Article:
As the weeks passed, I was starting to feel a little better and I found myself taking Peeper outside more often. We’d either sit in the shade of my pear trees or walk around the yard just as I’d seen the other mother ducks do. I introduced him to new things and enjoyed his reactions, but, as much as he enjoyed his new found freedom, he always came running back to me. I also wanted to get him used to the other ducks and to supplementing my duck soup diet with the bugs and grasses that all little baby ducklings need for a healthy balanced diet. His instincts took over quickly and he was soon running around at top speed catching all sorts of yummy critters. At one point, my husband dug up a worm for Peeper, but, while Peeper knew what to do with it, he didn’t seem too thrilled with the taste.

I had no fear of losing Peeper, because he was my little shadow, following me everywhere. He was always underfoot and I had to be very careful not to step on him.

As Peeper spent more and more time running outside, the neighboring crow family discovered him. As they relentlessly circled overhead looking for a tasty tidbit for their lunch or dinner, I found myself constantly involved in major warfare with them. Whenever I saw their large black shadows on the ground, I’d look up and yell at them “You’re messin’ with the wrong Mama this time ... Don’t even think about it!” But whenever Peeper was at play in the yard, I had to be ever vigilant.

By now, Hope had lost all of her ducklings, most likely to the crow family. It is always so sad for me to watch a muscovy mother after this has happened. She spends days looking for her babies, clucking softly hoping they‘ll hear her and come back. Of her own accord, Hope came over several times to Peeper trying to teach him all sorts of things, but he wanted none of it. He always ran away from her and came to sit by me. I had to wonder if somehow Hope knew that Peeper was one of hers.

I now had Peeper one month and I realized that he thought he was just a small yellow  person. I sadly knew the time had  come for him to stop being my little baby. And so, Peeper spent his first day totally outside in his duck cage. Muscovies are very friendly ducks and they are always interested in a new duck in the duck cage. Peeper had plenty of visitors but, none as faithful as Lucky, the older Pekin duckling I was also rehabilitating. During the day, whenever I was outside, I let Peeper out of his cage as much as possible and slowly he began to be a real duckling. He had his favorite bushes and he knew his way around the yard. He always came to me and I had no trouble putting him in his duck cage at night which I would then place in the garage so that no night critters could bother him.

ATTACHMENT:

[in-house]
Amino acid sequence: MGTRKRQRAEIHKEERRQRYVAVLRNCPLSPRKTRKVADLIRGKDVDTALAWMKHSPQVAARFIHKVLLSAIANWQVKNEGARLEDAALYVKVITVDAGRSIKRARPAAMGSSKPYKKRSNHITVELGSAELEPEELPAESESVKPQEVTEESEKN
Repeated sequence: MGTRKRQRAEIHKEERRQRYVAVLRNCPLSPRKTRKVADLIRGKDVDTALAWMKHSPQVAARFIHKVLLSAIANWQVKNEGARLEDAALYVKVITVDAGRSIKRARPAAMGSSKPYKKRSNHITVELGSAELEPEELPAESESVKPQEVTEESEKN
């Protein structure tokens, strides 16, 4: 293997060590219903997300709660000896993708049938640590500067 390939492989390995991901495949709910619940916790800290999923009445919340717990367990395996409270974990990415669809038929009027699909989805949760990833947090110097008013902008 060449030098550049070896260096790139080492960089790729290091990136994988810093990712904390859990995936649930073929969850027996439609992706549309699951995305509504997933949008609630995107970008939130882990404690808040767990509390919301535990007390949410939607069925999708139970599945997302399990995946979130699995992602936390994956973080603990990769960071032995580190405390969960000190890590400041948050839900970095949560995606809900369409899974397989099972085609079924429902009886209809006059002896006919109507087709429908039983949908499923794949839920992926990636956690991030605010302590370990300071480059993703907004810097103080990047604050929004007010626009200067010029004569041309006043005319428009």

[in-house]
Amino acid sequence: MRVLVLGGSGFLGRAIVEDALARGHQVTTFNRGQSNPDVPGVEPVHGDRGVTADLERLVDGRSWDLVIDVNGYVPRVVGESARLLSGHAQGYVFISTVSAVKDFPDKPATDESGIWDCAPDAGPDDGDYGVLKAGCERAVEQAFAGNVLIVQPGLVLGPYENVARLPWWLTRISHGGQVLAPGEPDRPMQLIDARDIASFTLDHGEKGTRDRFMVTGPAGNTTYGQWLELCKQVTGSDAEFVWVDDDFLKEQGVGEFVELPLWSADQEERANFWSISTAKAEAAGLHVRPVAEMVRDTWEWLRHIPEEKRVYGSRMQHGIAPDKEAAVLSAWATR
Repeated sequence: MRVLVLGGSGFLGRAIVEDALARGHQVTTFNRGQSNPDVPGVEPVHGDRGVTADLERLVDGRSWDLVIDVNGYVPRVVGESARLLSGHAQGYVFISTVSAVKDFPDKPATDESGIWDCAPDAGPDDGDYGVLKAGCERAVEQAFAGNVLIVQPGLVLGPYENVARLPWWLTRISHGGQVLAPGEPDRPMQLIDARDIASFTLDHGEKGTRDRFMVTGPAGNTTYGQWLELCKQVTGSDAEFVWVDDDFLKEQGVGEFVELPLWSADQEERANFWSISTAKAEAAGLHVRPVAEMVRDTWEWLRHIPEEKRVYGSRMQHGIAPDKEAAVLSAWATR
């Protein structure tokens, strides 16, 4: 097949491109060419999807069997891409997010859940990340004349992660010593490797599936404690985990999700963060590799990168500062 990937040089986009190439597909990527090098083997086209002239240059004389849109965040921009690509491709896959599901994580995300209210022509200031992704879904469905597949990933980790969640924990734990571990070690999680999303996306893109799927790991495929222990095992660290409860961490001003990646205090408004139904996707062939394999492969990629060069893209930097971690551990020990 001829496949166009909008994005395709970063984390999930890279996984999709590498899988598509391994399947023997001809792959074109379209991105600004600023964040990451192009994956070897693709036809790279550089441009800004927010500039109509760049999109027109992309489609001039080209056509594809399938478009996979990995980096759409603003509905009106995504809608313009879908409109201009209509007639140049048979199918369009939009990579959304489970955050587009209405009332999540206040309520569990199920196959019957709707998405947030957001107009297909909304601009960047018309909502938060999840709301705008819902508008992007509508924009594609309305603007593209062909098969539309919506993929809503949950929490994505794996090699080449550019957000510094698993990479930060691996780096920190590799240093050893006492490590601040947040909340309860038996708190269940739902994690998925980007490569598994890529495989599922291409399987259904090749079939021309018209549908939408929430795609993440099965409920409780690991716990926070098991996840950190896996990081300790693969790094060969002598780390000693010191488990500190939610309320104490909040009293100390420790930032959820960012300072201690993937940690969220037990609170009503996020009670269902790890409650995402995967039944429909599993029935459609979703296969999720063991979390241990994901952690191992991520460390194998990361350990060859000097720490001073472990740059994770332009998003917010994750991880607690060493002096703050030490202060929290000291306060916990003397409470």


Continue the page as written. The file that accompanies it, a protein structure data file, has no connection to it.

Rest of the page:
As Peeper became more wild, Lucky tried relentlessly to befriend him. Of course, Lucky terrified Peeper. Lucky was so big and clumsy. I’m sure that to Peeper Lucky  looked just like Godzilla. Peeper always ran away with Lucky following at a fast clip right behind. My husband and I watched this go on for days until one day we noticed that they were sitting rather close and so began their special friendship. It was heartwarming to see the big adolescent Pekin and the little yellow muscovy duckling sitting, while not quite side by side, at least within a foot or two of each other. I was so glad that Peeper had made an older friend - one who could show him the ropes which Lucky wholeheartedly did.

The weeks went by and Peeper was almost two months old. He was getting harder and harder to put in his cage at night. It now took two or three of us to catch him. And then one night the inevitable happened, I couldn’t catch Peeper. He ran so fast into an area behind my garage which I call my wildlife sanctuary. It is near to the creek and truly overgrown. I purposely let everything grow wild here because many of the birds and ducks love this natural area. But, that night, it all worked against me. I couldn’t even find Peeper. I looked for over an hour and then it began to storm. I was soaking wet and I knew I’d never find him that awful dark night. Heartbroken, I had to give up and hope for the best.

I didn’t sleep well that night and I woke up very early the next morning, I looked all over for my little Peeper but he was nowhere to be found. I looked for Peeper for days to no avail. Did he swim off in the creek? Will he come back some day? I know what my head tells me happened, but my heart tells me differently, and, I guess, for once, I’d just like to believe my heart.

I suppose I was very lucky to have Peeper in my life - even for such a short time. His antics and his happy little personality eased both the physical pain of my surgery and the emotional pain from the loss of my Gypsy. Once again, there was someone waiting for me when I came home, someone to play with outside and someone to cuddle inside. Maybe next year there’ll be another little Peeper for me to help and maybe next year, I’ll see that duckling grow up all the way. Sometimes, I find it’s so very sad to love my wild friends ...  and to want them to be free ... I cry a lot.